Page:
Viagogo Fined One Million Euros In Italy, Investigated In Spain

Italian antitrust agency AGCM has fined Viagogo €1 million ($1.2 million) for failing to comply with demands made a year ago. Meanwhile, the prosecutor’s office in Valencia, Spain, has launched an investigation.
Italy’s anti trust agency AGCM has fined Viagogo €1 million

Back in April 2017, the AGCM found that Viagogo was misleading customers by not making the original ticket price as well as their allocated seats transparent. The authorities ordered Viagogo to rectify the situation by indicating the face value price as well as seat number.

Viagogo responded, saying it would comply, but since then, numerous new complaints by consumers and consumer associations have been submitted. AGCM consequently imposed a fine of €1 million on the ticket resale company.

It remains to be seen whether Viagogo is going to lose that money. If the Lazio Regional Administrative Court in Rome disagrees with AGCM’s assessment, the antitrust body may be forced to pay back the fine, as has happened in a recent case involving CTS Eventim’s Italian operation TicketOne. That case was a different one, though, as it revolved around the questions of bots bulk-buying tickets and TicketOne taking sufficient measures to curb such practices, which the court found it did.

Meanwhile in Spain, the provincial prosecutor’s office in Valencia has opened an investigation into Viagogo’s business practices, suspecting possible abusive behavior against consumers. Countless ticket buyers had complained about Viagogo’s ticket prices for U2’s September concert in Madrid.

“The Prosecutor’s Office of Valencia has received several complaints made by ticket buyers last January, after the tickets were sold out in a few minutes and the only possibility of accessing one ticket was paying resale prices ranging from €285 to €1,500,” 20 Minutos reported.

Viagogo may soon end up in a tight spot: New Zealand, too, has launched an investiagtion against the ticket reseller. The country’s fair-trading regulator, the Commerce Commission, says it has received 223 complaints in relation to recent Bruno Mars shows and upcoming dates from Celine Dion, Ed Sheeran, Shania Twain and sports events.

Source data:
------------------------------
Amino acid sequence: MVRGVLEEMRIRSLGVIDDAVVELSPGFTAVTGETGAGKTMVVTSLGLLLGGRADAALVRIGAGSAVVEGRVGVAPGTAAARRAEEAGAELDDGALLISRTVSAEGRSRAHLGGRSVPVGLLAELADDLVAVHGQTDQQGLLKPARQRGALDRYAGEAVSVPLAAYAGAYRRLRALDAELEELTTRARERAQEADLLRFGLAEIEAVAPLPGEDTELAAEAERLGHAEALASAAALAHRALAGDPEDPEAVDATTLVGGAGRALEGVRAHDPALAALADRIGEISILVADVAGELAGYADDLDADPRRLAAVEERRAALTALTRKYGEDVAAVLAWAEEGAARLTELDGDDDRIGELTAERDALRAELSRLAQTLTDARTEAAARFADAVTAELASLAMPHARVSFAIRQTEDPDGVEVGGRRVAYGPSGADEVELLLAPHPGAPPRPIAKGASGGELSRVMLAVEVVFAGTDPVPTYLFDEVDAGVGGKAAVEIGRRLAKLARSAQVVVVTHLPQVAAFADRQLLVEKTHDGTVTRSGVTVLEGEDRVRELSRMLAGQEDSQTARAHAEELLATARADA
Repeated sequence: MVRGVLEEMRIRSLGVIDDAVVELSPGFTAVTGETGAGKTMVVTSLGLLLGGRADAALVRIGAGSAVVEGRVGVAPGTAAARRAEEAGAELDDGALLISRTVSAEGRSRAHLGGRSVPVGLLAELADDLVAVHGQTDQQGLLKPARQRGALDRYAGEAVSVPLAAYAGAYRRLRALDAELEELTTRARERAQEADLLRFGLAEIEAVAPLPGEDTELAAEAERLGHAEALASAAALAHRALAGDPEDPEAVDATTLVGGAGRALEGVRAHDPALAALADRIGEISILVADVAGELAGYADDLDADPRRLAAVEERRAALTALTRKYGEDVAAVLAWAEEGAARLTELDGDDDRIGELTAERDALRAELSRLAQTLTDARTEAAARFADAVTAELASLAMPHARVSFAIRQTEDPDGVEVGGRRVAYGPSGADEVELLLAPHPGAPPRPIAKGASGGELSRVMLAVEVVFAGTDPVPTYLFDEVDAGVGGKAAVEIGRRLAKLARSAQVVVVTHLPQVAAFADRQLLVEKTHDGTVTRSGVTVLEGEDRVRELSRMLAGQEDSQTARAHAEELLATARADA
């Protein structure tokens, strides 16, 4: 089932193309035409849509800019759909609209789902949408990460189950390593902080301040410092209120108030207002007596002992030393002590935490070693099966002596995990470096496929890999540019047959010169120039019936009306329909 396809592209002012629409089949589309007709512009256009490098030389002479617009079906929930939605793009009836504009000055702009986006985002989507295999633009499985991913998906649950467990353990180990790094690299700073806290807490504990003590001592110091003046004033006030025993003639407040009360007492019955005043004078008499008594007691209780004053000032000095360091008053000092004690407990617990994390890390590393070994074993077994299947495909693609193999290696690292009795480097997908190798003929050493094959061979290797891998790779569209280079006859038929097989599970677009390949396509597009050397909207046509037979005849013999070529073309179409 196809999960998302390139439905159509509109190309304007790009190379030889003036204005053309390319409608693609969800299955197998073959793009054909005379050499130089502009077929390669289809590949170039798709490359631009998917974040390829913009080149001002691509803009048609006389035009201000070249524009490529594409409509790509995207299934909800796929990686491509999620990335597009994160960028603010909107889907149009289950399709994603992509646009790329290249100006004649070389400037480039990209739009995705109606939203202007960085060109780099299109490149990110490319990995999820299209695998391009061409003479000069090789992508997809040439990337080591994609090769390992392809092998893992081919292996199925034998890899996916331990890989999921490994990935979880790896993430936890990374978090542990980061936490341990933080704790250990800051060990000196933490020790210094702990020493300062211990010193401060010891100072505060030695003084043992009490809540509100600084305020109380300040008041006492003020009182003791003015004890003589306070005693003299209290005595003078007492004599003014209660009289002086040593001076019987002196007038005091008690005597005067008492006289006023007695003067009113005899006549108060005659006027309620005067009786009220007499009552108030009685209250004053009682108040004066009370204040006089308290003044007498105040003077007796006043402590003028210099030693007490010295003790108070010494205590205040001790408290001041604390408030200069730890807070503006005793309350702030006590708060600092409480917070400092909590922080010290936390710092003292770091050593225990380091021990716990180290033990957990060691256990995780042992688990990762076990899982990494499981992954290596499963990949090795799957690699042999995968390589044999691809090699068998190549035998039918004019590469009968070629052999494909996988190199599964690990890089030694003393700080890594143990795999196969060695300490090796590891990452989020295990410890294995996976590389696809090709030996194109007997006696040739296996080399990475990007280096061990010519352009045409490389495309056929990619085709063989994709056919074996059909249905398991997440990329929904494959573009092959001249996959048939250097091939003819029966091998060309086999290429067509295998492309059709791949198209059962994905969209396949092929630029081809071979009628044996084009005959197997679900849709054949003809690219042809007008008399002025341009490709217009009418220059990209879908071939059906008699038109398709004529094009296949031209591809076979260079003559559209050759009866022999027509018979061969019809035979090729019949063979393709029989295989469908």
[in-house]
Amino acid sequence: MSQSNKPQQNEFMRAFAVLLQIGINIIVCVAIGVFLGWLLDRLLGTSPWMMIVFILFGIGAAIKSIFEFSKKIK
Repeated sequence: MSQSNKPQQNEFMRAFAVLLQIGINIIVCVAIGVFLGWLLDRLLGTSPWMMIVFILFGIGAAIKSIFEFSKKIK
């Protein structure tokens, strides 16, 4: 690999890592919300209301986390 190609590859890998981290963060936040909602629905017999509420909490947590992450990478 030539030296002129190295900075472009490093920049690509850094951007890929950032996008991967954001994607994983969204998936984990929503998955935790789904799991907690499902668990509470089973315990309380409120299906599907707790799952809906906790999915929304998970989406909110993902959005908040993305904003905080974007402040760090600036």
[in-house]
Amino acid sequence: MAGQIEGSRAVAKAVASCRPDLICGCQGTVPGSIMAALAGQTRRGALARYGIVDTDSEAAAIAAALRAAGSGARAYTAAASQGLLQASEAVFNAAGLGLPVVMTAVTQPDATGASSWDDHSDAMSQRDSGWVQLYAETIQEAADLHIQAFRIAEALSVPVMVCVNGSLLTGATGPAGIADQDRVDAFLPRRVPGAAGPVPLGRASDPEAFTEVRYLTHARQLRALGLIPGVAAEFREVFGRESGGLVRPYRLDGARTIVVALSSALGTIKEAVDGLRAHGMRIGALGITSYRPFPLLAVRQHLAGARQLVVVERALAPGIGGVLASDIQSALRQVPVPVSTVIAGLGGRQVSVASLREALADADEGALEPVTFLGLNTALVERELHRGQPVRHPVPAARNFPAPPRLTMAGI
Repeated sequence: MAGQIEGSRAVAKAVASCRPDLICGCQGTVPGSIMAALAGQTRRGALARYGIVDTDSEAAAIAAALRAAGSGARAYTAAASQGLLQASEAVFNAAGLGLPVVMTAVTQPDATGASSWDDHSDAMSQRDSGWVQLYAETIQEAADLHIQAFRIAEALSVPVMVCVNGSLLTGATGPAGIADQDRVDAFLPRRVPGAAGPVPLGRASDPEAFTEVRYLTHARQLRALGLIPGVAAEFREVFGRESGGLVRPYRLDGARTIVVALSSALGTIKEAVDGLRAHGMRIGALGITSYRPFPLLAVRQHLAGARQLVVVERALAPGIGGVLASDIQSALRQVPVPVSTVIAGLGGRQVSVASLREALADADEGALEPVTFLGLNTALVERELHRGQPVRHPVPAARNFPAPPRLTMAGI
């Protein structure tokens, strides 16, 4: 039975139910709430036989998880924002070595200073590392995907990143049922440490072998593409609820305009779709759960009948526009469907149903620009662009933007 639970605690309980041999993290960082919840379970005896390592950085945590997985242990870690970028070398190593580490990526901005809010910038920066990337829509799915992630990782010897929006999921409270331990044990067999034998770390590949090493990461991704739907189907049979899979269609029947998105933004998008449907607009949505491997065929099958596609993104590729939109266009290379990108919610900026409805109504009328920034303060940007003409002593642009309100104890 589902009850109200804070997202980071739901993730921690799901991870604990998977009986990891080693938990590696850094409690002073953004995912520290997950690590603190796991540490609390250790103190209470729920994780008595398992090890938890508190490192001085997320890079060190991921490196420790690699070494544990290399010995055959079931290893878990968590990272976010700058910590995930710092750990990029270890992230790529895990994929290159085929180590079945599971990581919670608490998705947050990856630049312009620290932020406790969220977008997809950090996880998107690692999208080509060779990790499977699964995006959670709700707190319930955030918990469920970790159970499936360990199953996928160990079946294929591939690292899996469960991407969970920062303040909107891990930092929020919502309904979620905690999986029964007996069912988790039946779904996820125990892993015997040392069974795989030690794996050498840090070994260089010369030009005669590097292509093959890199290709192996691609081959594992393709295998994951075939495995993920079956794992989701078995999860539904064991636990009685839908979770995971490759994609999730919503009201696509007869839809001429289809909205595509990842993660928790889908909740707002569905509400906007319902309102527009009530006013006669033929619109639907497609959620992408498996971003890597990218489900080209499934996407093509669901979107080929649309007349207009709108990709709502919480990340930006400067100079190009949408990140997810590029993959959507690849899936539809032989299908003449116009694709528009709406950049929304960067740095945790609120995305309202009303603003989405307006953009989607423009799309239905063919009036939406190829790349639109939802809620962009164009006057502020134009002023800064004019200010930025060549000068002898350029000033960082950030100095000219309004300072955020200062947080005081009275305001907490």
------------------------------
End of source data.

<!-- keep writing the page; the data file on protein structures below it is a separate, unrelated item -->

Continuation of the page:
The U.K. has been very active in the fight against secondary ticketing. It’s most recent crackdown was executed by the country’s Advertising Standards Authority (ASA), which banned Viagogo from using the phrase “official site” and suggesting to customers they would be guaranteed entry to the venue “when there was in fact a reasonable risk that buyers might not be able to gain entry into an event.”

Pollstar recently spoke to an Austrian lawyer, who handles two cases brought to court by two comedians, who sued the Viagogo AG for selling overpriced tickets to their shows.

Last but not least, the world soccer association FIFA obtained a preliminary injunction against Viagogo, issued by the district court of Hamburg, Germany, ahead of the World Cup soccer tournament in Russia.

Hamburg’s district court agreed and held that Viagogo “was leading potential ticket buyers to believe that it had valid and deliverable tickets for the 2018 FIFA World Cup, although this was not the case.”